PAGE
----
New Libyan leader to attend Clinton-run NY meeting

Associated Press
FILE - This combination of file photos shows Egyptian President Mohamed Morsi, left, speaking at the European Union headquarters in Brussels on Sept. 13, 2012, and United Nations Secretary-General Ban Ki-moon, right, speaking at the United Nations in Geneva, Switzerland, on Sept. 10, 2012. Morsi and Ban will each speak at the Clinton Global Initiative annual meeting starting Sunday, Sept. 23, 2012, New York. (AP Photo/File)
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NEW YORK (AP) — Libya's newly-elected leader will join Egypt's president and the U.N. secretary-general for the Clinton Global Initiative annual meeting in New York City.

Former President Bill Clinton announced the lineup for the high-powered gathering of more than 50 other current or former heads of state. The meeting starts on Sunday.

President Barack Obama and Republican presidential candidate Mitt Romney are expected to speak Tuesday to about 1,000 members of Clinton's nonpartisan forum, which also includes CEOs, foundation heads and philanthropists. Romney's address is scheduled for 9 a.m.; the president is to speak at noon.

Participants will attend three days of sessions aimed at solving pressing world problems.

"I am inspired that so many world leaders are coming together at the Clinton Global Initiative as part of their efforts to find a road to a more peaceful and prosperous future for people everywhere, regardless of borders," Clinton said in a statement Thursday.

A potentially explosive development is the turbulence in the Middle East that resulted in the death of U.S. Ambassador Chris Stevens in Libya last week. At next week's conference, leaders in government, business and philanthropy will have a chance speak to Libyan President Mohamed Magariaf, Egyptian President Mohammed Morsi and U.N. Secretary-General Ban Ki-moon.

Since Clinton created the initiative in 2005, "the best way to describe the work is by looking at the impact of 2,100 commitments made that have already improved the lives of 400 million people in over 180 countries," said Craig Minassian, a spokesman for the initiative.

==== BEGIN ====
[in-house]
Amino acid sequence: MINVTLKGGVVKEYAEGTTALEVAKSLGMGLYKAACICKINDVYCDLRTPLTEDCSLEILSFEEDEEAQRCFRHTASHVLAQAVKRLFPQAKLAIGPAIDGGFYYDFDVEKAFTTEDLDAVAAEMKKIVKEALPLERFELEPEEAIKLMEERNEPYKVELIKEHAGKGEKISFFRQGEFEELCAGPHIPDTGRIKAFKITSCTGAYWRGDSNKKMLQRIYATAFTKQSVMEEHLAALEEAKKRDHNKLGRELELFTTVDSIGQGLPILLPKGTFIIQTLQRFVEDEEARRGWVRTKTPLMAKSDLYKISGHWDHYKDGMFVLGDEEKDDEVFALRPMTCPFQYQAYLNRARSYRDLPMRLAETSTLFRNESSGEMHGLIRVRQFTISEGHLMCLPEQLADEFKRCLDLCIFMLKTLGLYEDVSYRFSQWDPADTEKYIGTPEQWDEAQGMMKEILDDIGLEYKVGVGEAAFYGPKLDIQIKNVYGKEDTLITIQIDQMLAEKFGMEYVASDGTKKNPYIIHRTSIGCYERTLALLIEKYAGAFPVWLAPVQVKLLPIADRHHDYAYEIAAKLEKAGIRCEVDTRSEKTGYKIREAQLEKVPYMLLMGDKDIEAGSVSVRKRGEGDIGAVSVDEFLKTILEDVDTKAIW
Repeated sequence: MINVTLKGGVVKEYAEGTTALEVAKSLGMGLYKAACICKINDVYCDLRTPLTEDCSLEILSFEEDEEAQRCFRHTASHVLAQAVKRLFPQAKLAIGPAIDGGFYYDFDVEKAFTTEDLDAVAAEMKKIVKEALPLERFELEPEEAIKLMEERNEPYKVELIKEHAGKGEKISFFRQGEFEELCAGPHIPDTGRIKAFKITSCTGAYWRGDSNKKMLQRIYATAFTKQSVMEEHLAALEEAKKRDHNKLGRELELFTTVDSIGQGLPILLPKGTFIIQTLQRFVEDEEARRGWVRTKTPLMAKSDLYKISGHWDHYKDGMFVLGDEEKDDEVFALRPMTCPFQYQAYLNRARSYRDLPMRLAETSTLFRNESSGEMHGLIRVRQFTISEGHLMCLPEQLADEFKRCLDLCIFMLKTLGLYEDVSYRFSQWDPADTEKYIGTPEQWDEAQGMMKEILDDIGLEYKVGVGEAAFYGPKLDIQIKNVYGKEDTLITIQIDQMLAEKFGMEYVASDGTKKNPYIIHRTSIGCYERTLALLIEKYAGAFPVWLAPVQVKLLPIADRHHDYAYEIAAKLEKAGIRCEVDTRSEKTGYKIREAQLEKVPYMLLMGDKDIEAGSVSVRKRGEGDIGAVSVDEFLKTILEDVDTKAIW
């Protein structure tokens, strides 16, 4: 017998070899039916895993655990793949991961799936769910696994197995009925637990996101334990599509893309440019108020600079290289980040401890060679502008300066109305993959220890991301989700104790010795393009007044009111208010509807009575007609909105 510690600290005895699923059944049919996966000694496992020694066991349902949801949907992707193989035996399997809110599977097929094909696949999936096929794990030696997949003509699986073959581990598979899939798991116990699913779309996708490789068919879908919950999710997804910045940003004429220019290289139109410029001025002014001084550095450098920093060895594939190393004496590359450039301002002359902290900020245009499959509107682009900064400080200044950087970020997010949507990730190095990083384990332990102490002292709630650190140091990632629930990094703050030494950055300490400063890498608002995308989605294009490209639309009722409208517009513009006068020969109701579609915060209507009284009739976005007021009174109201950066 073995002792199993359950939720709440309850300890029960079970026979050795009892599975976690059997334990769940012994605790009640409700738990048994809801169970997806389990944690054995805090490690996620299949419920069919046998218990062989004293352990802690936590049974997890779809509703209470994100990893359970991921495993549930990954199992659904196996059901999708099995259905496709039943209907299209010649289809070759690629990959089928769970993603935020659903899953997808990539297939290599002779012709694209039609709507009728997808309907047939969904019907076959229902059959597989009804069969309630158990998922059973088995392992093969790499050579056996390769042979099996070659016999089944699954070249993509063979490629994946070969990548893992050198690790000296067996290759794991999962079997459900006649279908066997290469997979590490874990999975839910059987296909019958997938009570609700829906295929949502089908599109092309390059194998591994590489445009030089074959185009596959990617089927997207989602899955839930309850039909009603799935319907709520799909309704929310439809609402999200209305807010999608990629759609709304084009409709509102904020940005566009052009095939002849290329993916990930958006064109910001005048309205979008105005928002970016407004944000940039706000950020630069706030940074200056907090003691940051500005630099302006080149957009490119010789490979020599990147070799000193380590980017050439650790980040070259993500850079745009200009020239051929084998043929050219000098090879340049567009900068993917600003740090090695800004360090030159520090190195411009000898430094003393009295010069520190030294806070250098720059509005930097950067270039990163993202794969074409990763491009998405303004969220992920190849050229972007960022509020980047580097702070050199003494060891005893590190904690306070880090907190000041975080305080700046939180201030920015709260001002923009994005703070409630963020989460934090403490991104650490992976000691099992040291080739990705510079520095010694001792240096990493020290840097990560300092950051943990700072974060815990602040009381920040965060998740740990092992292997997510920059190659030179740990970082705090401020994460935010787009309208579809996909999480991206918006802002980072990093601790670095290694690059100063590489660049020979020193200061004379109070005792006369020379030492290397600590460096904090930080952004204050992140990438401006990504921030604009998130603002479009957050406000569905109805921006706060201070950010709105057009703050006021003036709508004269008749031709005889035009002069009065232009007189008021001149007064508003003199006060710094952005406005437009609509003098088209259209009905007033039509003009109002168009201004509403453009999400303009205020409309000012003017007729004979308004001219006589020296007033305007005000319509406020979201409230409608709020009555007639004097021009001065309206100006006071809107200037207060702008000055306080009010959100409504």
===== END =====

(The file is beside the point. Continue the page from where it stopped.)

In 2010, the Cherie Blair Foundation for Women, founded by the wife of former British Prime Minister Tony Blair, pledged to support 100,000 female entrepreneurs with business ventures, access to mobile technology and value-added services in regions with large gender gaps: Africa, the Middle East, and South Asia.

According to a 2012 progress report — required for each commitment — this project is proceeding smoothly and is on track to conclude by November.

The theme of the meeting is "Designing for Impact," whose stated purpose is how the Clinton Global Initiative community "can utilize our abundance of global capacity to invent better tools, build more effective interventions, and work creatively and collaboratively to design a future worth pursuing."

A series of discussions hosted by prominent broadcast journalists are to be televised to an international audience.

At one, the role of business in global social challenges is to be addressed by three chairmen and CEOs of their respective companies: Goldman Sachs' Lloyd Blankfein, Dow Chemical's Andrew Liveris, and Cisco's John Chambers.

Obama has spoken at an initiative meeting three other times — once as a presidential candidate in 2008, when Republican candidate John McCain also spoke, the other times as president.

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